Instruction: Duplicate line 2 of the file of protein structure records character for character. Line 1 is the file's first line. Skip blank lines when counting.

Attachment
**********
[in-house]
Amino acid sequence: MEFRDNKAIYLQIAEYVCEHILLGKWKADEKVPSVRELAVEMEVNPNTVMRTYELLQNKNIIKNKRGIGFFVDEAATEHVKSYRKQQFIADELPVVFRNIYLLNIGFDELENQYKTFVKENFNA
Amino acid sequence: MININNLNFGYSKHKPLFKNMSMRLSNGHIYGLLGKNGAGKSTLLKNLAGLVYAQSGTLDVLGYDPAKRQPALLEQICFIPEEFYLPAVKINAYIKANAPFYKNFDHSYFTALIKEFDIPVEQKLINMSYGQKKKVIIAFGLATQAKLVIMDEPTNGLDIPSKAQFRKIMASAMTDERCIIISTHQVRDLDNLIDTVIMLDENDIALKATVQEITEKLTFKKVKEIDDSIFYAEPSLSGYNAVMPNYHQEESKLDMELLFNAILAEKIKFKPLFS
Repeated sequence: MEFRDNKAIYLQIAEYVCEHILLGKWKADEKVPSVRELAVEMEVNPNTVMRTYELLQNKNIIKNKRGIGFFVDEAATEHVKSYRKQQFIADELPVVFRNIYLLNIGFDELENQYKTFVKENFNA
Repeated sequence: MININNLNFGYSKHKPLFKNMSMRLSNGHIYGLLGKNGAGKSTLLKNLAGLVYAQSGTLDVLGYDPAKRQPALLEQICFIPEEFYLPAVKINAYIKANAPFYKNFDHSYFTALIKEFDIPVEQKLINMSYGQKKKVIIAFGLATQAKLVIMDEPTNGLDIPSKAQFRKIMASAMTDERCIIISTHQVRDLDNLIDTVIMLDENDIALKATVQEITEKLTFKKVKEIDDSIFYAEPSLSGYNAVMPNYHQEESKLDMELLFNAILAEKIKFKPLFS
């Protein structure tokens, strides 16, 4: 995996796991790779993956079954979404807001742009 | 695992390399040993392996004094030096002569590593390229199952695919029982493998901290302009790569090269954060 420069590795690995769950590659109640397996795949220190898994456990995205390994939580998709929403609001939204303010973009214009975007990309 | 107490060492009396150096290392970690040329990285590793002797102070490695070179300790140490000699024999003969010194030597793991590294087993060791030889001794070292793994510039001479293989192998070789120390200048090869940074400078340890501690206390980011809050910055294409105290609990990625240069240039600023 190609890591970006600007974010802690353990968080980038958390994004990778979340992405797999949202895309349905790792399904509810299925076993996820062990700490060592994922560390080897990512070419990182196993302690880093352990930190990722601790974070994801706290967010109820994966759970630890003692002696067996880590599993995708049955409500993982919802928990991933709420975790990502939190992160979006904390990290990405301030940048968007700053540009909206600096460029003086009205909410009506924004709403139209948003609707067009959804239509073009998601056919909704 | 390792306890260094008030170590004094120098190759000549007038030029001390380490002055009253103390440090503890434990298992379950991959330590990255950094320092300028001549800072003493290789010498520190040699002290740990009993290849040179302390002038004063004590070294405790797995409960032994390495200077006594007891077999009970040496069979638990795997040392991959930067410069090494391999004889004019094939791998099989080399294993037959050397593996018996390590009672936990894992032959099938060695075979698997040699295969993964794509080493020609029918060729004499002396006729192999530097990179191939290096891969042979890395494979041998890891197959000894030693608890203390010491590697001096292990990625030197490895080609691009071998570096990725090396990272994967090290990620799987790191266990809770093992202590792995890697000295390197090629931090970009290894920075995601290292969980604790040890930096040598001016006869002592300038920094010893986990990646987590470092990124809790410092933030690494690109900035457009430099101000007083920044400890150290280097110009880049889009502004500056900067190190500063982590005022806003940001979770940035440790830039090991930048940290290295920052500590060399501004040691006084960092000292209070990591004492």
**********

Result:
Amino acid sequence: MEFRDNKAIYLQIAEYVCEHILLGKWKADEKVPSVRELAVEMEVNPNTVMRTYELLQNKNIIKNKRGIGFFVDEAATEHVKSYRKQQFIADELPVVFRNIYLLNIGFDELENQYKTFVKENFNA